For a moment, everything went eerily quiet as the smoke and thick dust swirled around them. As the air began to clear, Elder Rudger Clawson could see that it was just as he had feared, Elder Joseph Standing, his missionary companion, had been shot and lay on the ground with a large bullet hole in his forehead.
|Rudger Clawson (L) and Joseph Standing (R)|
Folding his arms, Elder Clawson looked up at the angry mob and said, “Shoot.” When nothing happened, he stooped down to help his dying companion.
It was July 21, 1879 and Elder Clawson and Elder Standing had been on their way to Rome, Georgia, which was about 20 miles from where John Monroe Ganus and his wife, Olivia lived. As they were walking along, they looked up and discovered a mob positioned a short distance away and looking right at them. Waving their hats over their heads, the mob whooped and headed straight for the two Elders. Well armed, the mob took the two missionaries as prisoners. Things soon escalated and ended with the murder of Elder Standing, one of many murders of Mormons that would take place in the South.
Amazingly enough, in May of 1880, just slightly over nine months after the murder of Elder Standing, John and Olivia joined the Church of Jesus Christ of Latter-Day-Saints, commonly referred to by many as the Mormon church.
In 1878, the southern headquarters for the Church of Jesus Christ of Latter-Day-Saints, had moved from Chattanooga, Tennessee to Rome, Georgia. At that time, John and Olivia were working to feed and clothe three growing boys in a Georgia still struggling from the effects of the war. Although the strains of reconstruction had eased somewhat, poverty was still widespread and many felt a fear and uncertainty about the future. With a desire to preserve their way of life, many residents viewed outsiders and those with different views suspiciously and that included those of the Mormon church. Many of the Mormon missionaries were from other states and there were many rumors and suspicions about their reasons for going to the south to proselyte.
In July of 1880, a missionary from Utah, Elder Solomon C. Stephens, organized a small congregation of 12 Mormon converts in Haralson County, Georgia. (1) Among them were John and Olivia Ganus, who had been baptized by Elder Stephens two months earlier on May 7, 1880, likely in a nearby pond called “Mormon Hole.” Although many of their neighbors had avoided and rejected the Mormon missionaries, John and Olivia were among the few who listened to their message and joined the LDS church.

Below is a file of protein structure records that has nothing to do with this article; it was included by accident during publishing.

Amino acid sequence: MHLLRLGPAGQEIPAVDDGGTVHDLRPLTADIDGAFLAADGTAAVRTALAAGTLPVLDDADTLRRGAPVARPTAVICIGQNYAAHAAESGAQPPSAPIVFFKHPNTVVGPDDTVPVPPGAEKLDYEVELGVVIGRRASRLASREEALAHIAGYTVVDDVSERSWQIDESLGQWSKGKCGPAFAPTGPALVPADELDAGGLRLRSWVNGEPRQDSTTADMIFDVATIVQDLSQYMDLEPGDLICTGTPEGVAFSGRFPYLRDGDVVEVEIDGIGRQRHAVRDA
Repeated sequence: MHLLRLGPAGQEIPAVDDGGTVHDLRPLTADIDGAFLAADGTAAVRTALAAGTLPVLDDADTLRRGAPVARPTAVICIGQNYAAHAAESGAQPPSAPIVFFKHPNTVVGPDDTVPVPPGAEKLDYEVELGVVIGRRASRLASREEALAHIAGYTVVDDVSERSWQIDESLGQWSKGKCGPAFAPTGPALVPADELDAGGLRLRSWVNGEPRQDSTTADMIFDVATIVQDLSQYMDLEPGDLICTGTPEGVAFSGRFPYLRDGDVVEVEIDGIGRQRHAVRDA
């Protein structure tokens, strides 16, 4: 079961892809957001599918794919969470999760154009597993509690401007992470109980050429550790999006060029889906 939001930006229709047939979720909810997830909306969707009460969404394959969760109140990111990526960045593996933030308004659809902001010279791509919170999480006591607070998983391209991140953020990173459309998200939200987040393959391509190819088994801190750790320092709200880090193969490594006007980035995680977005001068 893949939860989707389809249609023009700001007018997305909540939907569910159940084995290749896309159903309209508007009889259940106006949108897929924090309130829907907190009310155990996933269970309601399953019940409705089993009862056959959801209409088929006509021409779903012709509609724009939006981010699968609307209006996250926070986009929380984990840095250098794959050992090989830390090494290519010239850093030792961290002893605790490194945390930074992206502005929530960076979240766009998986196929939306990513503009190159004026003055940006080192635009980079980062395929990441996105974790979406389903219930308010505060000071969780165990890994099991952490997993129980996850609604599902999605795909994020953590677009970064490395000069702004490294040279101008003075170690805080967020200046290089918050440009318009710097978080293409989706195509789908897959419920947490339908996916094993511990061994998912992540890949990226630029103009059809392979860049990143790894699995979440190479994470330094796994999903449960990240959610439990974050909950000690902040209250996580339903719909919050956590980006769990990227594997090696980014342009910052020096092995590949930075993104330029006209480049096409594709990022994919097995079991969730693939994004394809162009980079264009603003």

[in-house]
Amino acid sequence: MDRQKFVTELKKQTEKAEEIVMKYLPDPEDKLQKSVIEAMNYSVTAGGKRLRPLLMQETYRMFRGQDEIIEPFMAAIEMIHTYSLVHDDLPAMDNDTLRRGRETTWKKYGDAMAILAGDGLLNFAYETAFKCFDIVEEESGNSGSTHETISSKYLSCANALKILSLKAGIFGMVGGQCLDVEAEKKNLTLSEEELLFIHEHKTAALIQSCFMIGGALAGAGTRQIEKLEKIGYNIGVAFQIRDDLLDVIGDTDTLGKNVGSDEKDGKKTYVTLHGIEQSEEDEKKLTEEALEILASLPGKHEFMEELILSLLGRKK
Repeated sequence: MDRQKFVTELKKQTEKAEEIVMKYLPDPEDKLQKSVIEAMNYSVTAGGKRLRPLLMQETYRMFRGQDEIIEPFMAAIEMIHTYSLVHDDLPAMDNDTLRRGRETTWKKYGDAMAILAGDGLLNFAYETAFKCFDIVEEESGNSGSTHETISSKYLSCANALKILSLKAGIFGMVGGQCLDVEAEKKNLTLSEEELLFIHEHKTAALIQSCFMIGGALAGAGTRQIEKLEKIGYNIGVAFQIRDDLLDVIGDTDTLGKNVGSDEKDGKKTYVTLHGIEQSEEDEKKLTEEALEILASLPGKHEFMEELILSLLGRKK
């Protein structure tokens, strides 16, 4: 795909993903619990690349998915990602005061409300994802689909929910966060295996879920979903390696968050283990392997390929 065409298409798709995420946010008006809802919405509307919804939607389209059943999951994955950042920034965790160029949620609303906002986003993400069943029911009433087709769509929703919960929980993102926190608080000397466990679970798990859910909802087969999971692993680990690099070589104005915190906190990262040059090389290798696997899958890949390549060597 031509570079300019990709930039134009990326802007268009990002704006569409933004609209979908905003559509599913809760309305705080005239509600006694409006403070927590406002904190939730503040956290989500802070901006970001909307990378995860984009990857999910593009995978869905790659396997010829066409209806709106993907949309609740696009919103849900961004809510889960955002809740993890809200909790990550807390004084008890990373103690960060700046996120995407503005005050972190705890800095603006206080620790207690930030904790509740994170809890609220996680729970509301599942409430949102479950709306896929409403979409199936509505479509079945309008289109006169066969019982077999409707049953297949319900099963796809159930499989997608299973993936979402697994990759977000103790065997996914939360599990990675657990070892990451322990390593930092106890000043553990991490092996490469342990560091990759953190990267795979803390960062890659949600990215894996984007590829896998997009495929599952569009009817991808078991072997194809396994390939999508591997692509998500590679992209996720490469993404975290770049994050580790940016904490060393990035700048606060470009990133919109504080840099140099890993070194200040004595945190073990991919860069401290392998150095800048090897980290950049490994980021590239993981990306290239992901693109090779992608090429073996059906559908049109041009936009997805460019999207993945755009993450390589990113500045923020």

I’ve often wondered why John and Olivia listened when so many did not. John and Olivia had lost several children, so the Mormon’s teachings about eternal families may have brought comfort to them. Was it the way the Mormon church is organized or the doctrine regarding our purpose here on earth? We likely will never know, but something about the Mormon church felt right to them and they listened to the missionaries, believed what they were taught and then accepted the invitation to be baptized.
That decision forever changed the course of John and Olivia’s lives and the choices they made in the days and years that followed. Fortunately, some of the missionaries who served in their area recorded events and details of the Ganus’ lives so stay tuned as there is much more to tell.
For more information about Joseph Standing, see: http://www.ldschurchnewsarchive.com/articles/40866/In-memory-of-a-martyr.html
(1) Ancestor Files: http://theancestorfiles.blogspot.com/2009/04/history-of-southern-states-mission-part_09.html
Copyright © Michelle G. Taggart 2017, All rights reserved
4 thoughts on “Eerily Silent—-10 Becoming Acquainted with John M. Ganus”
Very interesting, Michelle. I have been tracking changes in some of my ancestors' religious affiliations lately through census records and it always makes me wonder what the impetus was for the change. My own grandparents changed affiliations several times during their lives. Can't wait to hear the rest of your story.
Michelle, Was the phrase "Everything went eerily quiet" in the reference journal, or is that your description?
I am sure the reasons are far more varied than we might think. We lived in an area at one point where people changed religions when they got a new job so they could attend with their boss and there were also those who joined a church so they could be married in that particular church. Of course there were those who changed religions for their beliefs too—-and I suspect a whole laundry list of other reasons. It's interesting to learn about.
No it wasn't in the journal, but I read a lot about that event and that is how I envisioned it .